Omaha daily bee. (Omaha [Neb.]) 187?-1922, February 11, 1906, NEWS SECTION, Page 10, Image 10

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Fresh from th 5tylo Centers of Europe and Amtrlci.
JiiBt the Innovations that Omaha women of fashion have been wait
ing for nrandels to Miow. The delightful variety of the newest and
moat exclusive fabrics that always characterizes the Brandels displays
together with the most fetching novelties in the fashion favored tailored
modes for the new season of 1906.
Imported designs, celluloid trimmed with silk and
satin, $2.60 values, for OC 4 O
each aSJC-'T.C
Valentino drops and lace novelties, lr, 2Hc He each
Comic and Buster Brown Postals, two for ft-.
Valentine Cards and Heart Shapes, two for 1c.
proroftrMfnifi?nL i
The best mills of the Old and thi New World never turned out an
assemblage of dress fabrics at the beginning of a season that can match
these in beauty or variety. We are particularly fortunate in securing
in advance of tlie season a splendid assortment of the choicest effects
that will enjoy the highest faihionabl e favor.
We Mention Some Charming and Exclusive Styles in
Crolse Checks,
Voile Sole Checks,
Check Voile Plumaties.
Checked Plumaties,
Chene Stilting.
Fantalse Pompadour,
Carreaux Plumaties,
Olace Sole,
$1.50 up to $3.50 yd
Also a large selection of New Panama Checks at $1 yard.
Tolle Checks at $1.25 yard. Shadow Checks at $1 yard.
Chiffon Panamas at 91 yard. Chiffon Broadcloths at $3 yard.
We are also pleased to announce our beautiful new nembluge of dainty Yah
roods both Foreign and . Domestic.
The new Swisses are priced at 25c, 39c, We are showing hand embroidered waist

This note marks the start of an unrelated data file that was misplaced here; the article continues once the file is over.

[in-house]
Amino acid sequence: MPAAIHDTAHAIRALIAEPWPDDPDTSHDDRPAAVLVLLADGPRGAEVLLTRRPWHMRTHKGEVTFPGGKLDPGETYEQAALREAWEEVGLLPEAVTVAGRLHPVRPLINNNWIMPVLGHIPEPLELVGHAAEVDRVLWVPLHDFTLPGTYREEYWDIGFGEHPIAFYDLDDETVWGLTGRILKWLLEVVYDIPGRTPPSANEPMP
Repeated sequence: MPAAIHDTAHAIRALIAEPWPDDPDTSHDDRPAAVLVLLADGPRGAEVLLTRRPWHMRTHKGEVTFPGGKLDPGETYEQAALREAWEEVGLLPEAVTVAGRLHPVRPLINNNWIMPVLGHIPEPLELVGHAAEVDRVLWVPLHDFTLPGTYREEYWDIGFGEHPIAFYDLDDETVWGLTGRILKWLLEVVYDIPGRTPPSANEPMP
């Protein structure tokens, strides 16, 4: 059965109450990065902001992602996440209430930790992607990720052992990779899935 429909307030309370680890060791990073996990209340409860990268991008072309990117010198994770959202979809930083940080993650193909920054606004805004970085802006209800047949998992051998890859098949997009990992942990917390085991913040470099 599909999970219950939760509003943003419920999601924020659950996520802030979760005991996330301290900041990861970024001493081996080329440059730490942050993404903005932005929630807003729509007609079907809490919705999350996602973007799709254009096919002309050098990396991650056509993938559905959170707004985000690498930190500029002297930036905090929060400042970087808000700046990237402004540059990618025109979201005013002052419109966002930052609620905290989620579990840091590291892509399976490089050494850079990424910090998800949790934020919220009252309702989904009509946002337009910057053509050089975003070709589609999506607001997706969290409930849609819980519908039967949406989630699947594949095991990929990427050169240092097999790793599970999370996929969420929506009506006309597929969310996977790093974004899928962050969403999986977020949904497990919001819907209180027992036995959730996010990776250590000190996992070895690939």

49c and up to $1.50. Unstarched 42-lnch J patterns on linen or sheer lawns and mulls
Imported SwiHses with tiny dots and ex- J also hand embroidered full dress
tremely fashionable. I patterns.
5(c and 7Bc dress goods In black and all Imported dress patterns. French silk and
I to $1-75 yard, in black and Q
. . . JJ colors, at yard 0-C
colors, also fine walstlngs,
special at, yard
Even aside from the charming style features of
the spring tailor-made suits this year, which are
extremely attractive, the stunning colors are enough
to mark the suits the prettiest that any previous
season has brought out. The new porcelain blue,
the bright corals, the many shades of gray, etc.,
are delightful Innovations.
Among the hundreds of beautiful things in
tailored suits this season are the broadcloth pony
serge coats, the raanlsh cutaway effects, the beau
tifully tailored Princess suits and the smart little
Ktons of Panama cloths. In pin checks and chiffon
Panamas the trimmings are very neat and alto
gether charming range of prices from
$14.85 up to $75.00
SWAt.GKIt Nt'KIXU SKIHTS The circular tlare
skirt is the thing this seasou, and Brandels is
showing the widest possible A (Q up T 1C
variety T. JO to pJ
SPH1XG COVEKT COATS Swugger little pony and
polo covert coats beautifully tailored and riKht
This Wonderful Offer of New Spring Silks at
One-Third Their Value Has Created a. Furore
Everybody declares this great sale of 59c silkt in oni of the best
bargains we have offered in years. Monday toe bring forward hundreds
of yards of freh pretty silk to ail to thii alreal'j remirkable assort